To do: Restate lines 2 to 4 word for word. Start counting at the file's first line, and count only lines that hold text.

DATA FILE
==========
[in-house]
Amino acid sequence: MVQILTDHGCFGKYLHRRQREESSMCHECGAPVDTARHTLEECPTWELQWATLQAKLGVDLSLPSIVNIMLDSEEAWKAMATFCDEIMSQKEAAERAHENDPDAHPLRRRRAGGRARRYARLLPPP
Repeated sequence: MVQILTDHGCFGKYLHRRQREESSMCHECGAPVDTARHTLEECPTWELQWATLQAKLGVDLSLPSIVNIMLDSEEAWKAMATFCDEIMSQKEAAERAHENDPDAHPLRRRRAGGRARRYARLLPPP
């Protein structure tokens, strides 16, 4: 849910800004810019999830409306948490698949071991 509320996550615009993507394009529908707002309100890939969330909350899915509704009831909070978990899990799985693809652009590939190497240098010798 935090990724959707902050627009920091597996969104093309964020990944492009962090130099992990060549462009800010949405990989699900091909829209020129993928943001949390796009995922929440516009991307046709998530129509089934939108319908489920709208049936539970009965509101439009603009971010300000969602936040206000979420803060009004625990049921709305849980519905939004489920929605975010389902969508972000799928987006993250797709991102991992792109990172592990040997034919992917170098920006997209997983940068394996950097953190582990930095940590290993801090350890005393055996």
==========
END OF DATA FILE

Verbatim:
Amino acid sequence: MVQILTDHGCFGKYLHRRQREESSMCHECGAPVDTARHTLEECPTWELQWATLQAKLGVDLSLPSIVNIMLDSEEAWKAMATFCDEIMSQKEAAERAHENDPDAHPLRRRRAGGRARRYARLLPPP
Repeated sequence: MVQILTDHGCFGKYLHRRQREESSMCHECGAPVDTARHTLEECPTWELQWATLQAKLGVDLSLPSIVNIMLDSEEAWKAMATFCDEIMSQKEAAERAHENDPDAHPLRRRRAGGRARRYARLLPPP
């Protein structure tokens, strides 16, 4: 849910800004810019999830409306948490698949071991 509320996550615009993507394009529908707002309100890939969330909350899915509704009831909070978990899990799985693809652009590939190497240098010798 935090990724959707902050627009920091597996969104093309964020990944492009962090130099992990060549462009800010949405990989699900091909829209020129993928943001949390796009995922929440516009991307046709998530129509089934939108319908489920709208049936539970009965509101439009603009971010300000969602936040206000979420803060009004625990049921709305849980519905939004489920929605975010389902969508972000799928987006993250797709991102991992792109990172592990040997034919992917170098920006997209997983940068394996950097953190582990930095940590290993801090350890005393055996």